WASHINGTON — The Army is taking its final steps before starting a competition to acquire a Future Long Range Assault Aircraft, and has done so by issuing an intent to solicit bids using means “other than full and open competition,” according to a Dec. 9 post on on the government contracts website Beta.Sam.Gov.
This step means that unless a surprise vendor can meet all of the Army’s technical and production requirements for FLRAA in the next two weeks, the future aircraft will be supplied by either Bell or Lockheed Martin’s Sikorsky.
Bell and a Sikorsky-Boeing team have been pitted against one another for years to build and fly technology demonstrators to inform requirements ahead of the FLRAA competition and both are part of a competitive demonstration and risk reduction phase. Bell’s V-280 Valor tiltrotor had it’s first flight nearly three years ago and Sikorsky and Boeing’s SB-1 Defiant coaxial helicopter flew for the first time in March 2019.
The draft request for proposals is expected to be released by the end of the year with a final solicitations expected in fiscal 2021.
Modernizing its vertical lift fleet is the Army’s third highest priority behind Long-Range Precision Fires and Next-Generation Combat Vehicle development. The Army intends to field both a FLRAA and Future Attack Reconnaissance Aircraft by roughly FY30.
In the case of FLRAA, the winner must build eight production aircraft for the first unit equipped by FY30.
The plan is to award a contract to a winner in FY22. The winner will proceed to deliver a preliminary design review roughly eight months following the award.
According to the pre-solicitation, “the Army has determined through extensive market research, including a July 2020 sources sought, that only two sources exist in the market space that have the capability and capacity of developing, manufacturing, testing and delivering both prototype and initial production FLRAA in the time allocated to achieve the Army’s goal of an FUE in FY 2030.”
The Army stated that Bell and Sikorsky are those two sources, but notes that “any other responsible, qualified sources, … that can develop and produce the FLRAA weapon system to achieve First Unit Equipped (FUE) no later than 2030 are encouraged to full identify their interest and capabilities in accordance with the requirements,” within 15 days after publication of the pre-solicitation.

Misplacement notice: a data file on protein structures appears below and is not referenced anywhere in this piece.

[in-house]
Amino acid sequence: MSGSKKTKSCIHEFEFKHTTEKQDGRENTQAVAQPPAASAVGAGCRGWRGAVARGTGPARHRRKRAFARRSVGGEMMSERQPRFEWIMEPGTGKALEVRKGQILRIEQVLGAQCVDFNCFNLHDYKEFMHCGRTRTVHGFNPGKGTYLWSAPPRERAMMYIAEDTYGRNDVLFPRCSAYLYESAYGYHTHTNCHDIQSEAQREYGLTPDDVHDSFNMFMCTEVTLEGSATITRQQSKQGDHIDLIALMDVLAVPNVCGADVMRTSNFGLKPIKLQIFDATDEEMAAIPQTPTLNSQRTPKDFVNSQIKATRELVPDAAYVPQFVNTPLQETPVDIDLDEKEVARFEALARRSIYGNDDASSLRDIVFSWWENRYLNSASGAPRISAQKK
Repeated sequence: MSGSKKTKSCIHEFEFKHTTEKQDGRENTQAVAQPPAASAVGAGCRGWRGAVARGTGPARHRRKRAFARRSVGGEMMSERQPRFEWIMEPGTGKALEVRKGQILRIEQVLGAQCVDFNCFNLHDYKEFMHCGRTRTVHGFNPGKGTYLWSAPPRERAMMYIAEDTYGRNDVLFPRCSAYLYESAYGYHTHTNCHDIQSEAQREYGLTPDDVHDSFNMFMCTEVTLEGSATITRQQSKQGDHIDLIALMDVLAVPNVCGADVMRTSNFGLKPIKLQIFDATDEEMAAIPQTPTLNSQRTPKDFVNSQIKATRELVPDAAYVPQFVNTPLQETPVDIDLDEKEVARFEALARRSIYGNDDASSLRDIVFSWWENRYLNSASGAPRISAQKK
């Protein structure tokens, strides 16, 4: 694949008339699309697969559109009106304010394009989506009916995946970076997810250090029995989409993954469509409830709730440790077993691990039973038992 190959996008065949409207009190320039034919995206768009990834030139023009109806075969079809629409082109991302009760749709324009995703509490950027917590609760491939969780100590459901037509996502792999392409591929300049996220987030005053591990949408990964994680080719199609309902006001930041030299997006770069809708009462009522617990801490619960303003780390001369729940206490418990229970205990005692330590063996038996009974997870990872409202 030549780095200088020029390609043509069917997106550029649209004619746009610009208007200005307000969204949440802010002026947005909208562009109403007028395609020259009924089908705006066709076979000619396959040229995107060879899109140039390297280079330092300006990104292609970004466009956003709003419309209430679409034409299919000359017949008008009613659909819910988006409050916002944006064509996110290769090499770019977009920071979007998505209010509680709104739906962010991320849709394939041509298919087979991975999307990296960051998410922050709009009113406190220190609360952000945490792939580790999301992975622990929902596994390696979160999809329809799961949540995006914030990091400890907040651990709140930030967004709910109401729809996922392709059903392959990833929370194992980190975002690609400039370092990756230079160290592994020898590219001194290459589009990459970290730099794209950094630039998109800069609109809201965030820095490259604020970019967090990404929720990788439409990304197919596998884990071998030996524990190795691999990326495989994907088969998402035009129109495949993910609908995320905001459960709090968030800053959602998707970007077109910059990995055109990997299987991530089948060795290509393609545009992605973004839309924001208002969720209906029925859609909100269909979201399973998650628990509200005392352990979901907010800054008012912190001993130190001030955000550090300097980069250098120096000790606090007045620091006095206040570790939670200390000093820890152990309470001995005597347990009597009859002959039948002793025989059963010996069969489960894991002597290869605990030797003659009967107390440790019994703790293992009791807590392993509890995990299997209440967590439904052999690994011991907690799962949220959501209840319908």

Such a vendor would need to deliver a preliminary design review in FY22, start building prototype aircraft in the third quarter of FY23 and eight production aircraft by 2030. Vendors must also prove they are able to build 24 aircraft per year at full-rate production.
Those aircraft must be able to fly at 2,000 feet pressure altitude in 85 degree heat with a full payload that consists of 12 troops at 290 lbs each and four crew at 281 lbs each.
When the draft RFP drops, it is likely to contain a schedule to deliver air vehicle prototypes and mission systems. The Army was debating between two schedule options to deliver prototypes by roughly mid-2026.
The FLRAA program has strong support from Congress. This year’s annual defense policy bill authorized $5 million in increased investment in FLRAA advanced component development and prototyping on top of the Army’s nearly $648 million request. The FY21 spending bill has yet to go through conference committee, but both the House and Senate proposed additional funding for FLRAA. The House Appropriations Committee proposed a $20 million increase while the Senate Appropriations Defense Subcommittee proposed a $79 million addition.
Lawmakers added $76 million in funding to FLRAA’s top line in FY20 to drive down technical risk and speed up delivery through the competitive demonstration and risk reduction effort.
In FY20, Congress cut $34 million from the Army’s other future vertical lift effort — the FARA program — which threatened the service’s ability to provide some of its government-furnished equipment to competitors chosen to build and fly prototypes. The Army is supplying its new Improved Turbine Engine Program engine, a 20mm gun, an integrated munitions launcher and its modular open-systems architecture. The Army has since shored up that funding, according to service aviation leadership.